Something Worth Dying For

I used to discount the power of the gospel. Growing up as a Christian, I just always took it for granted, never realizing the power that it contains, never appreciating what the Gospel means for those who are far from God. I love the way Paul writes about it in Romans: “For I am not ashamed of the Gospel, because it is the POWER OF GOD that brings SALVATION TO EVERYONE who believes.” (Romans 1:16)

It isn’t that I ever thought for a moment that it was unimportant, I’ve always known that connecting people back to God was an incredibly important ministry. But I guess the way I put it before was that it was “one of” the important ministries, but in reality, it is the foundation for everything else.

A few weeks ago in our middle school life groups, we were talking about how the gospel frees us from the law, from rules and regulations. How important it is to recognize that Grace is the free Gift of God. It was a great life group because the questions that were getting thrown around were amazing, and it made me realize that I’m familiar with the idea of Grace being a free gift in theory but how hard it is to really believe in practice.

Because every time we talked about it, I kept wanting to ask, “Well, if we believe that, what do we do in response?” “What do we do with that?” I wanted to see and to give a concrete next step.

Anytime you’re talking ministry, you want to know what it changes. What changes now that you’ve met Jesus and say you believe. So my natural, and wrong, reaction was to keep asking what do we do?

We don’t do anything. We don’t do anything to get or deserve the gift, we just receive it. God did it all.

And that should tell you just how critically important this issue really is. While we were still sinning and of no use to God whatsoever, He came to earth, He died, and He rose again.

The Almighty God that created and sustains the universe and time itself, decided while we could offer Him nothing, to come and make a relationship possible with us, by dying. This is the hill God, in all of His wisdom, decided to die upon … literally.

That brings up a thousand questions I can’t answer but I always wonder about. Why was it necessary? Could there be another way? Why couldn’t God just forgive it all without sending His Son to die? I ruminated on some of those ideas over Christmas a couple years ago which you can read here but I don’t have any of the answers. And it doesn’t really matter, because God found it important. He found it necessary.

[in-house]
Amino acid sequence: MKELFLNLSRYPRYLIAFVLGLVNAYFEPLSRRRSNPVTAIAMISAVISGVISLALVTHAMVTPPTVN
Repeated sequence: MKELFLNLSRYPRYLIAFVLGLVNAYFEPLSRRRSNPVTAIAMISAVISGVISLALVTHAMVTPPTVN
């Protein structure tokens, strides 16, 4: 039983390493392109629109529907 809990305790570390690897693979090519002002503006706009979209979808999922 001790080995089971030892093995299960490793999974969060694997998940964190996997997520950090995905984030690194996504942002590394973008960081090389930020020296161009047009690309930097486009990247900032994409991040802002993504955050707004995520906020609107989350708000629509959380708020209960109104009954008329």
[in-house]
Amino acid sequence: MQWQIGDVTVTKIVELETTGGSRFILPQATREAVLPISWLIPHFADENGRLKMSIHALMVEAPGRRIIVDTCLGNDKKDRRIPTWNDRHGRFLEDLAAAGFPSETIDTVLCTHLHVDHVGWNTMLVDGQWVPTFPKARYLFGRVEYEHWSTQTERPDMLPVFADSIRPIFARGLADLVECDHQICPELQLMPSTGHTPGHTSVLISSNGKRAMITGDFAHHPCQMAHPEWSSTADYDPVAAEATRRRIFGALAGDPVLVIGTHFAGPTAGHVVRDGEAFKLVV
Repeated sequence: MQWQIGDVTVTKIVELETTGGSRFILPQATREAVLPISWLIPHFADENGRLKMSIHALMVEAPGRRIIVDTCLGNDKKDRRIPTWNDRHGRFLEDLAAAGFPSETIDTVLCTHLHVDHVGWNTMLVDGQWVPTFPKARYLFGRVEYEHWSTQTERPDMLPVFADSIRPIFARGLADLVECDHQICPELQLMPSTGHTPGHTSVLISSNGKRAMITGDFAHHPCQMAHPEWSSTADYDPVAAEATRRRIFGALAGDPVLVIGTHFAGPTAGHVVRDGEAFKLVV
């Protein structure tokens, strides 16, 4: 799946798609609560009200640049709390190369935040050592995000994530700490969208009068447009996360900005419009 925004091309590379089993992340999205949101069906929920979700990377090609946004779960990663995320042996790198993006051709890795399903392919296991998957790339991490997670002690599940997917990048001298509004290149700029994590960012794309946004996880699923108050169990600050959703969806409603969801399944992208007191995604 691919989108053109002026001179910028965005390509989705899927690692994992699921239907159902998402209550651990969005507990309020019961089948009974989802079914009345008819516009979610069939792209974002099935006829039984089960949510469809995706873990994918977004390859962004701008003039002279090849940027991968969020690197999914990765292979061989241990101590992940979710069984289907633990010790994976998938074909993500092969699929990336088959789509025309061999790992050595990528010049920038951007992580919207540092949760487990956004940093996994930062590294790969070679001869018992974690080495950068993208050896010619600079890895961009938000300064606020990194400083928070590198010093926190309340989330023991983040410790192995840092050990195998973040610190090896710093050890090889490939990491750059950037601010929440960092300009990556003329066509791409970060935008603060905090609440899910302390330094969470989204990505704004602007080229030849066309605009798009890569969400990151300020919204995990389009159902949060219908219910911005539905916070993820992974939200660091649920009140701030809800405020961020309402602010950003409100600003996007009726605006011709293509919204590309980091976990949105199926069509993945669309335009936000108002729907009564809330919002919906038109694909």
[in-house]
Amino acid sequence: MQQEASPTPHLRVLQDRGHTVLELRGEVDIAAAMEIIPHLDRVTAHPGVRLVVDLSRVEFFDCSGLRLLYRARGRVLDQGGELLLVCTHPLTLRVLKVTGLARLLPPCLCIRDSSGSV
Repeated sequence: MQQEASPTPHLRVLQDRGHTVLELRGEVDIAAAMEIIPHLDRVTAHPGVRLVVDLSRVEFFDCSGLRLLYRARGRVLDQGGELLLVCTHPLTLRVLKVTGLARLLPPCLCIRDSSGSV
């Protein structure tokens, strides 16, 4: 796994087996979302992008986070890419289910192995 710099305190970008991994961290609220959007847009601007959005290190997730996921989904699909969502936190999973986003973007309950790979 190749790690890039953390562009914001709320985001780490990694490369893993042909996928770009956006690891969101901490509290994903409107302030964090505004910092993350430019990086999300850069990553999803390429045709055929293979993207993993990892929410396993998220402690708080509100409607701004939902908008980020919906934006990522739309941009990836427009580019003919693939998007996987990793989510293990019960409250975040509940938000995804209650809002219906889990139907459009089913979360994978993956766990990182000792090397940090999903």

With this perspective, I now understand why Jesus and Paul spent so much of their time railing against legalism. Why Jesus treated the Pharisees—the religious elite of His day–as if they were God’s sworn enemies.

Legalism always produces either hopelessness and despair, or arrogance and pride. Hopelessness if we come to our senses and realize we can never approach God with our goodness so we might as well give up and do something else. Or it will produce arrogance because we think our good deeds will be good enough for God and we deceive ourselves into thinking we merit God’s love.

Your good looks, your good grades and your good deeds will never be enough to get into God’s good graces. Thinking they even can will drive you or others away from a Holy God that loves you and wants a relationship with you.

Religious legalism is a spiritual cancer that must die. Nothing you could do could ever let you approach God on your own terms. We need to make the Gospel a bigger priority. Legalism is bondage that leads to death. I’ve had the amazing honor and privilege of leading a few people to Christ, and that moment when they realize they are finally free, free from expectations they could never meet, free from worry, free from bondage, and free to have a relationship with God unencumbered with a list they could never keep … that moment is amazing. There is nothing else like it. That is the POWER OF GOD in full display for ALL to see.

God wants to save us from religion. It needs to be our top priority because it clearly is God’s. It’s something He thought was worth dying for. It’s something worth dying for.